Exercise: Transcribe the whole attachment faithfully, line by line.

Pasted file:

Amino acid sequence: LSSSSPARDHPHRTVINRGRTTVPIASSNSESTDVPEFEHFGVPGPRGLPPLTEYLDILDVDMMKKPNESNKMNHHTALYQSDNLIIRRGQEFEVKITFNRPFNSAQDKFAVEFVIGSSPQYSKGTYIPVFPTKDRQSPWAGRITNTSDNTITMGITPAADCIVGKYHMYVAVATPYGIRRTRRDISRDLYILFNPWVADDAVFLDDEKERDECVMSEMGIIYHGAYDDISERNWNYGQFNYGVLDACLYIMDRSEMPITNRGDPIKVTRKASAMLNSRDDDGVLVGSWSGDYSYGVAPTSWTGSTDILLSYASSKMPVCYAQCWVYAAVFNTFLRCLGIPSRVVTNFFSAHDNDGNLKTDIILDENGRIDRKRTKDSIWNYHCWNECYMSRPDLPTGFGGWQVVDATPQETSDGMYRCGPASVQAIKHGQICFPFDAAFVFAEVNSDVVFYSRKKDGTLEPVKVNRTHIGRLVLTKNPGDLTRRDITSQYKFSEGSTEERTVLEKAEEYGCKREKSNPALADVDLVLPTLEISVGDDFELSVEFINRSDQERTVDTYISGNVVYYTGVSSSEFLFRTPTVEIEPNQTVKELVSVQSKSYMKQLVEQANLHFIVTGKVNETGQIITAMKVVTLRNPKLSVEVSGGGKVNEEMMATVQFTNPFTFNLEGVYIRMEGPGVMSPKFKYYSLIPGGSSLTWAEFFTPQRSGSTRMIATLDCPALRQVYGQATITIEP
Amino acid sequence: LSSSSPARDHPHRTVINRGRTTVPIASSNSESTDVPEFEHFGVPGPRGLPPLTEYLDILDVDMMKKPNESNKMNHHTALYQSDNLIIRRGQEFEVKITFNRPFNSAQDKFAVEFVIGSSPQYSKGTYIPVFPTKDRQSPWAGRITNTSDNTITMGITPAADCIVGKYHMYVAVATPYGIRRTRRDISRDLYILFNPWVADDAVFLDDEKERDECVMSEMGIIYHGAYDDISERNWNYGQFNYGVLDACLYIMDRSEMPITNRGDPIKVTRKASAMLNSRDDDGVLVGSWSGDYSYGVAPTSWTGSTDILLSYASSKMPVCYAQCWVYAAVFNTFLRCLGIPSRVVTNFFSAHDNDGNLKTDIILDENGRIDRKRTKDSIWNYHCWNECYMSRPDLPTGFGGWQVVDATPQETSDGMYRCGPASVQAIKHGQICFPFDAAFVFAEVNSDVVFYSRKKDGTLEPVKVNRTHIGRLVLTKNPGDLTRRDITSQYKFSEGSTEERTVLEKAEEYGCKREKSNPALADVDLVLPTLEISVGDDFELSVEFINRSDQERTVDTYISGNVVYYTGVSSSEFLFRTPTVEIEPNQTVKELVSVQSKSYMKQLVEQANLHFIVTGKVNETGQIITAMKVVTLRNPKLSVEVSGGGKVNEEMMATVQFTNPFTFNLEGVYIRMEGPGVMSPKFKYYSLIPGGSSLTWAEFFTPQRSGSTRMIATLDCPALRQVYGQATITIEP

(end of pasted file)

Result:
Amino acid sequence: LSSSSPARDHPHRTVINRGRTTVPIASSNSESTDVPEFEHFGVPGPRGLPPLTEYLDILDVDMMKKPNESNKMNHHTALYQSDNLIIRRGQEFEVKITFNRPFNSAQDKFAVEFVIGSSPQYSKGTYIPVFPTKDRQSPWAGRITNTSDNTITMGITPAADCIVGKYHMYVAVATPYGIRRTRRDISRDLYILFNPWVADDAVFLDDEKERDECVMSEMGIIYHGAYDDISERNWNYGQFNYGVLDACLYIMDRSEMPITNRGDPIKVTRKASAMLNSRDDDGVLVGSWSGDYSYGVAPTSWTGSTDILLSYASSKMPVCYAQCWVYAAVFNTFLRCLGIPSRVVTNFFSAHDNDGNLKTDIILDENGRIDRKRTKDSIWNYHCWNECYMSRPDLPTGFGGWQVVDATPQETSDGMYRCGPASVQAIKHGQICFPFDAAFVFAEVNSDVVFYSRKKDGTLEPVKVNRTHIGRLVLTKNPGDLTRRDITSQYKFSEGSTEERTVLEKAEEYGCKREKSNPALADVDLVLPTLEISVGDDFELSVEFINRSDQERTVDTYISGNVVYYTGVSSSEFLFRTPTVEIEPNQTVKELVSVQSKSYMKQLVEQANLHFIVTGKVNETGQIITAMKVVTLRNPKLSVEVSGGGKVNEEMMATVQFTNPFTFNLEGVYIRMEGPGVMSPKFKYYSLIPGGSSLTWAEFFTPQRSGSTRMIATLDCPALRQVYGQATITIEP
Amino acid sequence: LSSSSPARDHPHRTVINRGRTTVPIASSNSESTDVPEFEHFGVPGPRGLPPLTEYLDILDVDMMKKPNESNKMNHHTALYQSDNLIIRRGQEFEVKITFNRPFNSAQDKFAVEFVIGSSPQYSKGTYIPVFPTKDRQSPWAGRITNTSDNTITMGITPAADCIVGKYHMYVAVATPYGIRRTRRDISRDLYILFNPWVADDAVFLDDEKERDECVMSEMGIIYHGAYDDISERNWNYGQFNYGVLDACLYIMDRSEMPITNRGDPIKVTRKASAMLNSRDDDGVLVGSWSGDYSYGVAPTSWTGSTDILLSYASSKMPVCYAQCWVYAAVFNTFLRCLGIPSRVVTNFFSAHDNDGNLKTDIILDENGRIDRKRTKDSIWNYHCWNECYMSRPDLPTGFGGWQVVDATPQETSDGMYRCGPASVQAIKHGQICFPFDAAFVFAEVNSDVVFYSRKKDGTLEPVKVNRTHIGRLVLTKNPGDLTRRDITSQYKFSEGSTEERTVLEKAEEYGCKREKSNPALADVDLVLPTLEISVGDDFELSVEFINRSDQERTVDTYISGNVVYYTGVSSSEFLFRTPTVEIEPNQTVKELVSVQSKSYMKQLVEQANLHFIVTGKVNETGQIITAMKVVTLRNPKLSVEVSGGGKVNEEMMATVQFTNPFTFNLEGVYIRMEGPGVMSPKFKYYSLIPGGSSLTWAEFFTPQRSGSTRMIATLDCPALRQVYGQATITIEP